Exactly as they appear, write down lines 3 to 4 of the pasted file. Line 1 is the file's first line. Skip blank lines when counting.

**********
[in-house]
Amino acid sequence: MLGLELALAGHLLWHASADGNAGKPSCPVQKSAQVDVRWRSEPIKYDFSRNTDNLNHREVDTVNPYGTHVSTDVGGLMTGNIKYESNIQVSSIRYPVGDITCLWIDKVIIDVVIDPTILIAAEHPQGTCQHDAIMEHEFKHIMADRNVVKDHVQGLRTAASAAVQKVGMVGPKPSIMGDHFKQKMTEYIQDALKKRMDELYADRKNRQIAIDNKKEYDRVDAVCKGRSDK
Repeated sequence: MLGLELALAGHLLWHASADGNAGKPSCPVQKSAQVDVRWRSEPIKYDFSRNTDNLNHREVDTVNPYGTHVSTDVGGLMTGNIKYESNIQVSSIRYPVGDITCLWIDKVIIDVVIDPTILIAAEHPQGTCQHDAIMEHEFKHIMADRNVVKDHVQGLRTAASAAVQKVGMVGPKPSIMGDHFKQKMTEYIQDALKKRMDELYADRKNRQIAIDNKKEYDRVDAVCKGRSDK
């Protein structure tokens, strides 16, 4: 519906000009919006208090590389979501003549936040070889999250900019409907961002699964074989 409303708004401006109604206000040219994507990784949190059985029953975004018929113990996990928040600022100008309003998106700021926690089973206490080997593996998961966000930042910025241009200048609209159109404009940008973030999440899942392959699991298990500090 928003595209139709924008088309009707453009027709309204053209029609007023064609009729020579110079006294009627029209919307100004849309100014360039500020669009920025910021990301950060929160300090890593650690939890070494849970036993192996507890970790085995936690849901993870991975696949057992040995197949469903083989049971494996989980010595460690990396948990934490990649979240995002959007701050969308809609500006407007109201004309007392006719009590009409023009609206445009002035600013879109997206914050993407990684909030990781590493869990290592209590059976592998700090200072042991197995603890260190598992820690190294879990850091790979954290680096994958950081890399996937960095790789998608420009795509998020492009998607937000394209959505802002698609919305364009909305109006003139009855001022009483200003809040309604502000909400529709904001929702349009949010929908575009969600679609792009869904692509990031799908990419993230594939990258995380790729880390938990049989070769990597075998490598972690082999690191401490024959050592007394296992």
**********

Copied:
Repeated sequence: MLGLELALAGHLLWHASADGNAGKPSCPVQKSAQVDVRWRSEPIKYDFSRNTDNLNHREVDTVNPYGTHVSTDVGGLMTGNIKYESNIQVSSIRYPVGDITCLWIDKVIIDVVIDPTILIAAEHPQGTCQHDAIMEHEFKHIMADRNVVKDHVQGLRTAASAAVQKVGMVGPKPSIMGDHFKQKMTEYIQDALKKRMDELYADRKNRQIAIDNKKEYDRVDAVCKGRSDK
């Protein structure tokens, strides 16, 4: 519906000009919006208090590389979501003549936040070889999250900019409907961002699964074989 409303708004401006109604206000040219994507990784949190059985029953975004018929113990996990928040600022100008309003998106700021926690089973206490080997593996998961966000930042910025241009200048609209159109404009940008973030999440899942392959699991298990500090 928003595209139709924008088309009707453009027709309204053209029609007023064609009729020579110079006294009627029209919307100004849309100014360039500020669009920025910021990301950060929160300090890593650690939890070494849970036993192996507890970790085995936690849901993870991975696949057992040995197949469903083989049971494996989980010595460690990396948990934490990649979240995002959007701050969308809609500006407007109201004309007392006719009590009409023009609206445009002035600013879109997206914050993407990684909030990781590493869990290592209590059976592998700090200072042991197995603890260190598992820690190294879990850091790979954290680096994958950081890399996937960095790789998608420009795509998020492009998607937000394209959505802002698609919305364009909305109006003139009855001022009483200003809040309604502000909400529709904001929702349009949010929908575009969600679609792009869904692509990031799908990419993230594939990258995380790729880390938990049989070769990597075998490598972690082999690191401490024959050592007394296992």